Today’s the day we start our journey home.We actually don’t leave the resort until 16.30 so plenty of time for packing and playing in the pool, plus we get to watch everyone else go diving 😖Another flat calm day with no wind, actually just enough air movement to waft the cigarette smoke across from another balcony F.F.S. go back to bed and let me breathe will you?We were joined on the boat yesterday by Pam from Paris, her first time with her new camera setup, a lot of knowledge sharing on the way to the dive site!Her housing didn’t leak and she came back with pictures, ideal outcome.Jo appears to have mastered her new toy or at least certain aspects of it. Like most things, 80% of users will only use 20% of the features, especially as we only shoot in manual mode (which gives best control of all aspects of the image and exposure).More bits to play with on the next trip I expect. How long before I am tempted to the dark side? Quite some time yet I expect! … and I’m running out of organs to sell.It has been a most epic adventure, no dives missed, no colds or ear issues, great diving, great company, lovely resort.I would not be surprised if we didn’t book to came back next year. Oh, we did? And the year after that too?Ok, well that’s all good then.After breakfast (there was bacon!) we packed the camera gear away did some preliminary general packing. Then we wallowed for a long while soaking up the sun (plentiful supply of that today).Tea and hot chocolate accompanied by Skyflakes then more wallowing.We finally give up the sun ☀️☀️☀️, collect the rest of our dive gear which has been drying in the sunshine and do not of the rest of the packing before taking a light lunch:
B.L.T. all round with a side of coleslaw, this time washed down with:
Mango and banana smoothie, yum.We just watched most of the staff unload a boat of provisions (there is no access to the resort by road) and it looks like the remaining guests won’t be going hungry.Not much else to do now but sit, write and relax as we still have another 4 hours here.I’m sure the pool will get another visit, I got the log booked stamped already.I just worked out the average dive time over the 56 dives and it appears to come to 79 minutes. I think confirmation via spreadsheet needs to be sought but it’s looking like we spent a total of 73.5 hours underwater!Whilst eating lunch the weather has changed and it’s looking like there might be a shower or two ahead (it is the tropics!) Some thunder off in the distance too.
Another dip in the pool whilst it rained tropically then back to the room (a distance of about 30ft) for showers and final packing.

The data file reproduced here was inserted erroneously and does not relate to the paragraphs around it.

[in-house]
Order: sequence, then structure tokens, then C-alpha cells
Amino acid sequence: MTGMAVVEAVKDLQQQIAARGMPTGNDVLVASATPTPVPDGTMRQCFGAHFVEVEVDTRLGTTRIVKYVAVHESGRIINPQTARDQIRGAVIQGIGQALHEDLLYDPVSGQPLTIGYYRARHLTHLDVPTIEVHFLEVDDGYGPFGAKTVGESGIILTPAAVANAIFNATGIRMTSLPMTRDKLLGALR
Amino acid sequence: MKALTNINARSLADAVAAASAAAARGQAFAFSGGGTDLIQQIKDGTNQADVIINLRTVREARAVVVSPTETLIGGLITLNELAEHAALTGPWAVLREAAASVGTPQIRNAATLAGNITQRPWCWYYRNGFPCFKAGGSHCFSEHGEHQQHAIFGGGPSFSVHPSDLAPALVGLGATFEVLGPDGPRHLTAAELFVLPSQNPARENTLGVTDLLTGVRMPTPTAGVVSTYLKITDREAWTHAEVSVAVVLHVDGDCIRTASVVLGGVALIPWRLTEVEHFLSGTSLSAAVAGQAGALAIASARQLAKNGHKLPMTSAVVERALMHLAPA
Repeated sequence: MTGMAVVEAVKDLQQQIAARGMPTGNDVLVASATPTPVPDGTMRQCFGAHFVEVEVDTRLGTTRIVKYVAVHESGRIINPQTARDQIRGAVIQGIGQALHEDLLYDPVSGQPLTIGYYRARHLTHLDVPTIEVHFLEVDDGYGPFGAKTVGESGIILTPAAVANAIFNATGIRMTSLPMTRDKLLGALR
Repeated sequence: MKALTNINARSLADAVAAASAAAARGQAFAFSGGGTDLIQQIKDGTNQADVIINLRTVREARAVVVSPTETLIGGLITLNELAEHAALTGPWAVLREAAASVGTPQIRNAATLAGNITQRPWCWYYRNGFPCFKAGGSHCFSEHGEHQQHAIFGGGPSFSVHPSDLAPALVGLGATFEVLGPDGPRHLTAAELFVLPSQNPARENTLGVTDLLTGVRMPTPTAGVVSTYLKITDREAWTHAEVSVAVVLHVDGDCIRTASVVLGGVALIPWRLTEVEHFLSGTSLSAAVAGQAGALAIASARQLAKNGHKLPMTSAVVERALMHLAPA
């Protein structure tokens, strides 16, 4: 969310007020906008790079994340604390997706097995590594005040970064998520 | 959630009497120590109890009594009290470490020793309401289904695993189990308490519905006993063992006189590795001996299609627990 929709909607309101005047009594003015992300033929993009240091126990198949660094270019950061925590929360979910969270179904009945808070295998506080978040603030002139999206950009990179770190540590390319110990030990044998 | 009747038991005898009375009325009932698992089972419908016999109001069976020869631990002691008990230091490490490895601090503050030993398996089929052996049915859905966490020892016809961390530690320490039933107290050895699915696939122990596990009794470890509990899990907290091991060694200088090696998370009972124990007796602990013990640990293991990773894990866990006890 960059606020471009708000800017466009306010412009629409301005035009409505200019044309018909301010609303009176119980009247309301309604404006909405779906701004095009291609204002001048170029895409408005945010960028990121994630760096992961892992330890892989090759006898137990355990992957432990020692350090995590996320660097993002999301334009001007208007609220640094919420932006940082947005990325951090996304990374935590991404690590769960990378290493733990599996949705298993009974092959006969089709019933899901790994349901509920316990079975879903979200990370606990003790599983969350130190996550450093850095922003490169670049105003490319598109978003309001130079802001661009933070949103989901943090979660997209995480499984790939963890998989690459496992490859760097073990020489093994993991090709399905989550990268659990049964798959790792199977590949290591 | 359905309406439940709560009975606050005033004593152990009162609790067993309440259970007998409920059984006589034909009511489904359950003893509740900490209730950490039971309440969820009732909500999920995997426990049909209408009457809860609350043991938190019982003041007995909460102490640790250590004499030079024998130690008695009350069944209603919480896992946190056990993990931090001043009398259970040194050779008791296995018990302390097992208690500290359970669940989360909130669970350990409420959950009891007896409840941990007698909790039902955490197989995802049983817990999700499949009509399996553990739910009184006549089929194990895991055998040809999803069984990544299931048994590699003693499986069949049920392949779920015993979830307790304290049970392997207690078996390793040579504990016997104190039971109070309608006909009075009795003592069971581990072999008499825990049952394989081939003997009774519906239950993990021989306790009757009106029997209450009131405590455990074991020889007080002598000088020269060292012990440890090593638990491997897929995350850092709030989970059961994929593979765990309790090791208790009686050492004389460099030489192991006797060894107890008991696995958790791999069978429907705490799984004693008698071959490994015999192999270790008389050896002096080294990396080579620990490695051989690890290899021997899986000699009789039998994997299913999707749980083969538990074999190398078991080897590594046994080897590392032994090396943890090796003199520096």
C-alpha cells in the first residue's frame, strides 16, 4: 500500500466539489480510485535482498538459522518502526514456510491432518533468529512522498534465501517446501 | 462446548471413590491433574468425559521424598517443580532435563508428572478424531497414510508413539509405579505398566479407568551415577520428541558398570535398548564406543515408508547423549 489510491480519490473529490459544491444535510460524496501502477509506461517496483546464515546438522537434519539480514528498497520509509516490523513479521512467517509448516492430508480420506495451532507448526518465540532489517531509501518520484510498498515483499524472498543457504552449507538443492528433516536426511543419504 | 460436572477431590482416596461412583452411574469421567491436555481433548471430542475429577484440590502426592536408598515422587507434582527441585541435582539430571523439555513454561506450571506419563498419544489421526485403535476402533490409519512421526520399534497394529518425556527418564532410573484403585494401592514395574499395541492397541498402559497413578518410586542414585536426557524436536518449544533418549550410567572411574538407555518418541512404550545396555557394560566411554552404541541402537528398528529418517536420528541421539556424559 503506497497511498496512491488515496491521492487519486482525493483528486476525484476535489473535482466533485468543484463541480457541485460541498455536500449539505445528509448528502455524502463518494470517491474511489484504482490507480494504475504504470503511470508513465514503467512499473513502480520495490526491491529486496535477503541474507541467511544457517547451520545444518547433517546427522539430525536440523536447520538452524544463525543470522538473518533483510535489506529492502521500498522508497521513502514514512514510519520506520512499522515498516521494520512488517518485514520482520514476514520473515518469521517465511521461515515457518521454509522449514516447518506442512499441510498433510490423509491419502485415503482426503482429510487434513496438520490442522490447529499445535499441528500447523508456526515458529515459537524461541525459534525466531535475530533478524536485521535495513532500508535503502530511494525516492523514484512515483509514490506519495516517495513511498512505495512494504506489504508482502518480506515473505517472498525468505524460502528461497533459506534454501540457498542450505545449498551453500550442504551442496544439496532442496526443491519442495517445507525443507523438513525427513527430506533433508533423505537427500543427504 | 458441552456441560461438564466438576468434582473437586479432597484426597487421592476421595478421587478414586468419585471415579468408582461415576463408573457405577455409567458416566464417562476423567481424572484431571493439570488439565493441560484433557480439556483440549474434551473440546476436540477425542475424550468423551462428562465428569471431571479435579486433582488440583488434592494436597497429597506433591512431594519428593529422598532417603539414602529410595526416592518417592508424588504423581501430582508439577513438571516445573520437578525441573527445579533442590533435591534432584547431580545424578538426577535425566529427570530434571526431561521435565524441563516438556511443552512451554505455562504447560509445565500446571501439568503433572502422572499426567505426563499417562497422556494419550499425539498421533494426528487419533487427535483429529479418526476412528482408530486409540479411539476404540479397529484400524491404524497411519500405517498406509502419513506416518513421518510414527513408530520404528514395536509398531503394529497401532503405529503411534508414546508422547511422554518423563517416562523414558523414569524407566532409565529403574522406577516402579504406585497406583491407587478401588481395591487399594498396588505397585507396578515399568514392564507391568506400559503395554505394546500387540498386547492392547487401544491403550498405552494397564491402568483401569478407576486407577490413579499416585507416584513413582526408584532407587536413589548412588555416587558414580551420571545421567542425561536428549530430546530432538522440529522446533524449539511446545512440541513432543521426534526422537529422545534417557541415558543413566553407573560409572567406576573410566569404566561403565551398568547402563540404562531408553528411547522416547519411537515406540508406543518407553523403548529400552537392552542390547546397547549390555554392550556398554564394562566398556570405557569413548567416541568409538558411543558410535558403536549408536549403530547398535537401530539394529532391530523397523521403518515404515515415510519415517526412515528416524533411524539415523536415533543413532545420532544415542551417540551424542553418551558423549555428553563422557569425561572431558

Now it’s mostly a matter of watching the world go by from our balcony (now got the room until 3.30pm), paying our bar bill and taking the boat at 4.30 around the corner where (hopefully) our driver will be waiting to whisk us away to Manila.
Out of interest I just did a check of our no fly time, still 7hrs and 13mins to go, fortunately we don’t fly for another 8 hrs and 30mins (no fly time after the last dive was 28hrs and 50 minutes) so we shall be compliant, phew!
Wendel and George took our luggage and loaded out on the the boat that we have been diving from during our stay. Time to leave then!
We head off and around Mainit Point and over to the Secret Bay where our taxi is waiting to take us on to the next stage. Traffic is not bad at all and the 3hr transfer to the airport turns out to be 2hrs 20 minutes including the boat transfer.
Manila airport is as hectic as ever and it takes a total of 90 minutes to check in and get through passport control etc.
A quick snack and now the long wait. We shall almost certainly peruse various outlets to look at all the stuff we just don’t need. Then boarding just after ten something.
Being a night flight I expect it’ll be one movie then sleep. We have seats at the back of the plane which are in pairs, no need to worry about climbing over other passengers every time one of us wants to go for a wonder, excellent.
Oh, and whilst enjoying our snack we are treated to Shaky’s rendition of Merry Christmas Everyone. It would appear to have started over here already.
The first leg went well, I must have slept some because the 9hr flight seemed like 3hrs, excellent.
We are now dossing around Dubai airport though we did manage to bag a couple of those fancy seats with footrests which was nice.
I suspect the Red Sea team are somewhere near their destination by now. Fingers crossed for warm waters and friendly fish.
So here we are. The last diving day of our most excellent holiday.
It is as flat as a dab out there today but all could change.
The boats are waiting for the divers…
… And Richard is organising breakfast.
We have had a wonderful time and Nanie, our dive guide, has once again been fantastic. Oh, to have eyes as good as those!
We don’t fly until 23.30, so will have the day at the resort, enjoying the sunshine (hopefully) and the swimming pool. It does, of course, mean that we can do four dives today. I shall be doing dive 1400 today. 😄😄
Dive #55 – Red RockRichard wanted to go this site again.